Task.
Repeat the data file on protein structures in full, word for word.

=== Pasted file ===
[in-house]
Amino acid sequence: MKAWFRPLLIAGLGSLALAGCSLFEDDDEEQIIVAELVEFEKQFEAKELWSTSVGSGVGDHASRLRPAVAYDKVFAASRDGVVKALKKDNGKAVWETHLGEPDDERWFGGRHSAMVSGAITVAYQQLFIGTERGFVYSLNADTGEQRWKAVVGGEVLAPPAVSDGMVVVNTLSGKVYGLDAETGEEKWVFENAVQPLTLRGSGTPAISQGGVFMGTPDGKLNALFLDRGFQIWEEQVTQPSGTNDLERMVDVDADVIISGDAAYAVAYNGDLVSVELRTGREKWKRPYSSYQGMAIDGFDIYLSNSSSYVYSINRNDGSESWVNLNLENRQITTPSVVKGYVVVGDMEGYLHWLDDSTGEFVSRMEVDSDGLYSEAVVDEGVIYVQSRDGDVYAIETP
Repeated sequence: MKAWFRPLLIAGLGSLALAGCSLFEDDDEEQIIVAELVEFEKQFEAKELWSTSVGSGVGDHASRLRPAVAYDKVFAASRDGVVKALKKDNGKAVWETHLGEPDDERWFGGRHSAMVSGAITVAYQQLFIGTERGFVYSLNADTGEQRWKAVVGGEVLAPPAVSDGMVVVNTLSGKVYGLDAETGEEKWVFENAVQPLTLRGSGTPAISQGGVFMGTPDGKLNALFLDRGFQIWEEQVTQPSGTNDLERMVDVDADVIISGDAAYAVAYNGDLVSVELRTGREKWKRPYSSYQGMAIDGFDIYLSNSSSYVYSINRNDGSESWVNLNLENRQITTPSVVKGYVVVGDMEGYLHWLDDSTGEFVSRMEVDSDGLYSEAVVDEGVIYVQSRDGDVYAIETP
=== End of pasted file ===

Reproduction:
[in-house]
Amino acid sequence: MKAWFRPLLIAGLGSLALAGCSLFEDDDEEQIIVAELVEFEKQFEAKELWSTSVGSGVGDHASRLRPAVAYDKVFAASRDGVVKALKKDNGKAVWETHLGEPDDERWFGGRHSAMVSGAITVAYQQLFIGTERGFVYSLNADTGEQRWKAVVGGEVLAPPAVSDGMVVVNTLSGKVYGLDAETGEEKWVFENAVQPLTLRGSGTPAISQGGVFMGTPDGKLNALFLDRGFQIWEEQVTQPSGTNDLERMVDVDADVIISGDAAYAVAYNGDLVSVELRTGREKWKRPYSSYQGMAIDGFDIYLSNSSSYVYSINRNDGSESWVNLNLENRQITTPSVVKGYVVVGDMEGYLHWLDDSTGEFVSRMEVDSDGLYSEAVVDEGVIYVQSRDGDVYAIETP
Repeated sequence: MKAWFRPLLIAGLGSLALAGCSLFEDDDEEQIIVAELVEFEKQFEAKELWSTSVGSGVGDHASRLRPAVAYDKVFAASRDGVVKALKKDNGKAVWETHLGEPDDERWFGGRHSAMVSGAITVAYQQLFIGTERGFVYSLNADTGEQRWKAVVGGEVLAPPAVSDGMVVVNTLSGKVYGLDAETGEEKWVFENAVQPLTLRGSGTPAISQGGVFMGTPDGKLNALFLDRGFQIWEEQVTQPSGTNDLERMVDVDADVIISGDAAYAVAYNGDLVSVELRTGREKWKRPYSSYQGMAIDGFDIYLSNSSSYVYSINRNDGSESWVNLNLENRQITTPSVVKGYVVVGDMEGYLHWLDDSTGEFVSRMEVDSDGLYSEAVVDEGVIYVQSRDGDVYAIETP